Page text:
5.Line one of the baking sheets with a circle-marked paper. Using a small offset spatula, spread about 3/4cup of the batter in an even layer, filling in the traced circle on one baking sheet. Bake on the top rack for 5 minutes, until the cake springs back when pressed gently in the centre and the edges are lightly browned. While this cake bakes, repeat the process on the other baking sheet, placing it on the centre rack. When the first cake is done, move the second cake to the top rack. Invert the first cake onto a flat surface and carefully peel off the paper. Slide the cake layer back onto the paper and let stand until cool. Rinse the baking sheet under cold running water to cool, and dry it before lining with another parchment. Continue with the remaining papers and batter to make a total of six layers. Completely cool the layers. Using an 8" springform pan bottom or plate as a template, trim each cake layer into a neat round. (A small serrated knife is best for this task.)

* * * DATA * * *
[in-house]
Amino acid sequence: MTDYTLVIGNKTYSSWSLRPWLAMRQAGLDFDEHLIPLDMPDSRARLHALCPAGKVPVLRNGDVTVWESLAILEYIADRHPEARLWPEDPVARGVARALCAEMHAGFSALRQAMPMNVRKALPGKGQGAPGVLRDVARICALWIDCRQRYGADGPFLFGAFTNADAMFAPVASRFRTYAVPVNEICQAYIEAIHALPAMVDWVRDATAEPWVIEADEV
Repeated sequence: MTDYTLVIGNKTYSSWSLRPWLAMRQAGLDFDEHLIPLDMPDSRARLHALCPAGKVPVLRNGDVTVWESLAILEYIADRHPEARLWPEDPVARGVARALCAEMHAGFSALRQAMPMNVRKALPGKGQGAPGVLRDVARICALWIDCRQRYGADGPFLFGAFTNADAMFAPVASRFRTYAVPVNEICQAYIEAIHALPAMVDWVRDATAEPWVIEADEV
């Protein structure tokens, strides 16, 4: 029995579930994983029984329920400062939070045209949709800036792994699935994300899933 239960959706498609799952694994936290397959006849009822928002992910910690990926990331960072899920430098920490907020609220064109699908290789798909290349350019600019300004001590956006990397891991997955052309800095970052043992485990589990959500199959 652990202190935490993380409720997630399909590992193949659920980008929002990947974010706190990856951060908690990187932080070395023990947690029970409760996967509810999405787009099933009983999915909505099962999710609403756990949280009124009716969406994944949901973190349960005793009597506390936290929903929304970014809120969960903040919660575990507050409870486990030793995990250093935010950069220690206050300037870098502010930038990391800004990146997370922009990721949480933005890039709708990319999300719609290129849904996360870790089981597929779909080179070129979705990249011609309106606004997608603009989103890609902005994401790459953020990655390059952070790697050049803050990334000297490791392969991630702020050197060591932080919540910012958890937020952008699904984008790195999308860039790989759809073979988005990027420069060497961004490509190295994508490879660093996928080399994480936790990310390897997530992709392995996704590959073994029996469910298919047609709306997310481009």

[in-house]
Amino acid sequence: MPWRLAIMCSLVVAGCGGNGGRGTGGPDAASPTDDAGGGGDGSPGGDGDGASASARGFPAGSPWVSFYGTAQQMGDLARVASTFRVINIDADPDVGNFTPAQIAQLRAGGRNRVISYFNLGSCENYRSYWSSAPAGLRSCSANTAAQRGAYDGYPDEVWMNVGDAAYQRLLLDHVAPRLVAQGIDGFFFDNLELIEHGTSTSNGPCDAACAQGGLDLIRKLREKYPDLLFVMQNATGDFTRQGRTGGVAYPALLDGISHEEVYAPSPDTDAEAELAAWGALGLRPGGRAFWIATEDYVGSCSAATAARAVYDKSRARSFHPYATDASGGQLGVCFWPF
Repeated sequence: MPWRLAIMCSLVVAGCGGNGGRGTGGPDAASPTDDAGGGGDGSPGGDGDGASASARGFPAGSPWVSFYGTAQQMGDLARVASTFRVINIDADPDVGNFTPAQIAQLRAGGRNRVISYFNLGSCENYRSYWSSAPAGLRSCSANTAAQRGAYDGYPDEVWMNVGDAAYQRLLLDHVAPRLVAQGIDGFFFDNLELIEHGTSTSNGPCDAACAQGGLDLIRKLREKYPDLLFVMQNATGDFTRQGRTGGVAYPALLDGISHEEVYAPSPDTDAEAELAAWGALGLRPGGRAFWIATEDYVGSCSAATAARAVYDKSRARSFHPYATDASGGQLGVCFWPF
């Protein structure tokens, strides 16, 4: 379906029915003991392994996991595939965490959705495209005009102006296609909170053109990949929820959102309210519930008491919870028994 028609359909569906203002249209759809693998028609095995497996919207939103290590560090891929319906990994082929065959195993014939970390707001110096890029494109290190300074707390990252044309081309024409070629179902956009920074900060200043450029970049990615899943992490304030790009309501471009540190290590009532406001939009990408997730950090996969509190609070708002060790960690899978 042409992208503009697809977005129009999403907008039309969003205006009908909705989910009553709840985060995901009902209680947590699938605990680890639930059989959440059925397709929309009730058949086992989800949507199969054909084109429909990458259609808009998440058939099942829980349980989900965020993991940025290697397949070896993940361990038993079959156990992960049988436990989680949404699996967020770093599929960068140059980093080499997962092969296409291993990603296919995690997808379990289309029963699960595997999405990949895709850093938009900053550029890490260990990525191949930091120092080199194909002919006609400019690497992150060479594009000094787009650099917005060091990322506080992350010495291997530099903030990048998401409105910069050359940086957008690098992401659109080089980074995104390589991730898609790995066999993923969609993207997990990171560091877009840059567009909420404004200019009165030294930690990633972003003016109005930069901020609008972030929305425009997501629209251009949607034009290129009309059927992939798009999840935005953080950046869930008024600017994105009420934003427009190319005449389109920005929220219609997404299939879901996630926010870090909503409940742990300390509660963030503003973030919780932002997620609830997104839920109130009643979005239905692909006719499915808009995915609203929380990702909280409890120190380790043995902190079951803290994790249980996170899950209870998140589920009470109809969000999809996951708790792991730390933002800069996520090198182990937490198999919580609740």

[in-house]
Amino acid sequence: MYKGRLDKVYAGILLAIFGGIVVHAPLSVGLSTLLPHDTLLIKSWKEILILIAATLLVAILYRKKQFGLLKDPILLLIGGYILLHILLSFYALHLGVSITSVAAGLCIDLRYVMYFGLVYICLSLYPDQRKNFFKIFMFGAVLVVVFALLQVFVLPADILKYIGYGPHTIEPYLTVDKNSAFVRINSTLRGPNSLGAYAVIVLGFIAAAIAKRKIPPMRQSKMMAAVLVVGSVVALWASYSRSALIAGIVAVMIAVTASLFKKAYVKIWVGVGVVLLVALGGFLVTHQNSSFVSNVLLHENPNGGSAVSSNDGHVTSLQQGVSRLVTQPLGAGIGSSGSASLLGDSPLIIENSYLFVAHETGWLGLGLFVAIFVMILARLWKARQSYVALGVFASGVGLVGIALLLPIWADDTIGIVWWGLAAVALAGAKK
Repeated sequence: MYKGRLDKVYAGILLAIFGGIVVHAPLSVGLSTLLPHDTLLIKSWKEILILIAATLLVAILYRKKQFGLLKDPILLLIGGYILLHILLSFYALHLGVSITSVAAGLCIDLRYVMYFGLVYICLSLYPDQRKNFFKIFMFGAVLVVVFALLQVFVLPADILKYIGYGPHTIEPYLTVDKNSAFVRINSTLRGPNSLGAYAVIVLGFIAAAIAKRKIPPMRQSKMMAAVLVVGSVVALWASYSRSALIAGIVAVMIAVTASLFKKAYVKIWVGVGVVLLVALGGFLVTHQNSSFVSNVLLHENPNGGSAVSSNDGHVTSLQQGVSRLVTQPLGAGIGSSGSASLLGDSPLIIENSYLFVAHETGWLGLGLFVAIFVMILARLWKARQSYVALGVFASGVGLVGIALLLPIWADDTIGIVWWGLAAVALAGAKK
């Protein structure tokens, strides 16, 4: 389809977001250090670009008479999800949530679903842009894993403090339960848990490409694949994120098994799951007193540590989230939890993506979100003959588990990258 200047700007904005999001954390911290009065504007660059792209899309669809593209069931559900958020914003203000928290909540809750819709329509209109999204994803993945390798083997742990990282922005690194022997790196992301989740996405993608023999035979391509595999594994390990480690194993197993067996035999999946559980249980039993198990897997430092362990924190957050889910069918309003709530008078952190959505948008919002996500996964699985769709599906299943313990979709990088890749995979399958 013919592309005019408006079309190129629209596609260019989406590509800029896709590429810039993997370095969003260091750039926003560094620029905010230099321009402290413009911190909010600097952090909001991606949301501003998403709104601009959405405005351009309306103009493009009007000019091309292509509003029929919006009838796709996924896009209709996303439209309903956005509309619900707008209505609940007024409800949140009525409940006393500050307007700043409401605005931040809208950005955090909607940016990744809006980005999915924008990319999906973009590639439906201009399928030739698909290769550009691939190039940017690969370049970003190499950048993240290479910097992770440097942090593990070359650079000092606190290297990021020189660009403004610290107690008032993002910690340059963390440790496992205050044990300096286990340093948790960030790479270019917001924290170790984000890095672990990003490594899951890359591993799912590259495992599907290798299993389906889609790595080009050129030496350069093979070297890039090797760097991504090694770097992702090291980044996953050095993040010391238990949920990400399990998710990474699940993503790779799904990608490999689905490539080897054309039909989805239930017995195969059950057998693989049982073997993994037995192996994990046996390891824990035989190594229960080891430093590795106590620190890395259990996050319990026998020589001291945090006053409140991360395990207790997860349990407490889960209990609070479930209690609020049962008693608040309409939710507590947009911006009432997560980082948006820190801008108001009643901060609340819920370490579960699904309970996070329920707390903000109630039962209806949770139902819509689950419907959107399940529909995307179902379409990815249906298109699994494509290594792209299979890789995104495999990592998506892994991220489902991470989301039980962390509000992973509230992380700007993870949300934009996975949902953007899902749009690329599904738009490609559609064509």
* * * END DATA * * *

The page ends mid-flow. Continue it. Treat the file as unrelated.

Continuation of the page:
Directions for the chocolate buttercream:

NB. This can be prepared in advance and kept chilled until required.

1.Prepare a double-boiler: quarter-fill a large saucepan with water and bring it to a boil.
2.Meanwhile, whisk the eggs with the sugar until pale and thickened, about five minutes. You can use a balloon whisk or electric hand mixer for this.
3.Fit bowl over the boiling water in the saucepan (water should not touch bowl) and lower the heat to a brisk simmer. Cook the egg mixture, whisking constantly, for 2-3 minutes until you see it starting to thicken a bit. Whisk in the finely chopped chocolate and cook, stirring, for a further 2-3 minutes.